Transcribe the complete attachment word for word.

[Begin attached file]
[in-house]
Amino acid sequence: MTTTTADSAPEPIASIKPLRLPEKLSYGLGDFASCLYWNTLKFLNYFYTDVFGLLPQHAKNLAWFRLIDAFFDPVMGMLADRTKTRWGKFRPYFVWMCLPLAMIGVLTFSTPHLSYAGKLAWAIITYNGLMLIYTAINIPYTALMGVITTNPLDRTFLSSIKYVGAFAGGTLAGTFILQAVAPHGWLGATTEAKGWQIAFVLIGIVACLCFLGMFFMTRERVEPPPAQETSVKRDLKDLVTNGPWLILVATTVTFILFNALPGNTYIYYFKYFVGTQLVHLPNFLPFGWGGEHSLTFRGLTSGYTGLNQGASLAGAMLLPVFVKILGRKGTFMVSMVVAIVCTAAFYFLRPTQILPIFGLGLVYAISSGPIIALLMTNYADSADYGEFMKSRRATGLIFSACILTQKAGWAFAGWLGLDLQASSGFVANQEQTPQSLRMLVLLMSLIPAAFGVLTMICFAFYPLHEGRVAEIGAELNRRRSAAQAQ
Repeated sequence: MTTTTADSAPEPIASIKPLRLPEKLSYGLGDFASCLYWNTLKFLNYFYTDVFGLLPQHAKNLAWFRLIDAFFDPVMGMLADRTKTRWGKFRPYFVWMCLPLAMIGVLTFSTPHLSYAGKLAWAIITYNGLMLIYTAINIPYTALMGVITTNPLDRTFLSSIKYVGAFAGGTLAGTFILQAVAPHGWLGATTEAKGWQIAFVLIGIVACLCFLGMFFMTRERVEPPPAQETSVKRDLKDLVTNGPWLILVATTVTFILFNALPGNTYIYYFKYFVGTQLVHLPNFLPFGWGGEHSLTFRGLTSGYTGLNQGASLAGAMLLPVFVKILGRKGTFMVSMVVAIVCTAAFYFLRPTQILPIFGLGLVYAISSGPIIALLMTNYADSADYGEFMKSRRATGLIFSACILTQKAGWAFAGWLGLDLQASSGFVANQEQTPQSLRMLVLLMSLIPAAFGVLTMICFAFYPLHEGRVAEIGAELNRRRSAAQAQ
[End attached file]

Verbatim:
[in-house]
Amino acid sequence: MTTTTADSAPEPIASIKPLRLPEKLSYGLGDFASCLYWNTLKFLNYFYTDVFGLLPQHAKNLAWFRLIDAFFDPVMGMLADRTKTRWGKFRPYFVWMCLPLAMIGVLTFSTPHLSYAGKLAWAIITYNGLMLIYTAINIPYTALMGVITTNPLDRTFLSSIKYVGAFAGGTLAGTFILQAVAPHGWLGATTEAKGWQIAFVLIGIVACLCFLGMFFMTRERVEPPPAQETSVKRDLKDLVTNGPWLILVATTVTFILFNALPGNTYIYYFKYFVGTQLVHLPNFLPFGWGGEHSLTFRGLTSGYTGLNQGASLAGAMLLPVFVKILGRKGTFMVSMVVAIVCTAAFYFLRPTQILPIFGLGLVYAISSGPIIALLMTNYADSADYGEFMKSRRATGLIFSACILTQKAGWAFAGWLGLDLQASSGFVANQEQTPQSLRMLVLLMSLIPAAFGVLTMICFAFYPLHEGRVAEIGAELNRRRSAAQAQ
Repeated sequence: MTTTTADSAPEPIASIKPLRLPEKLSYGLGDFASCLYWNTLKFLNYFYTDVFGLLPQHAKNLAWFRLIDAFFDPVMGMLADRTKTRWGKFRPYFVWMCLPLAMIGVLTFSTPHLSYAGKLAWAIITYNGLMLIYTAINIPYTALMGVITTNPLDRTFLSSIKYVGAFAGGTLAGTFILQAVAPHGWLGATTEAKGWQIAFVLIGIVACLCFLGMFFMTRERVEPPPAQETSVKRDLKDLVTNGPWLILVATTVTFILFNALPGNTYIYYFKYFVGTQLVHLPNFLPFGWGGEHSLTFRGLTSGYTGLNQGASLAGAMLLPVFVKILGRKGTFMVSMVVAIVCTAAFYFLRPTQILPIFGLGLVYAISSGPIIALLMTNYADSADYGEFMKSRRATGLIFSACILTQKAGWAFAGWLGLDLQASSGFVANQEQTPQSLRMLVLLMSLIPAAFGVLTMICFAFYPLHEGRVAEIGAELNRRRSAAQAQ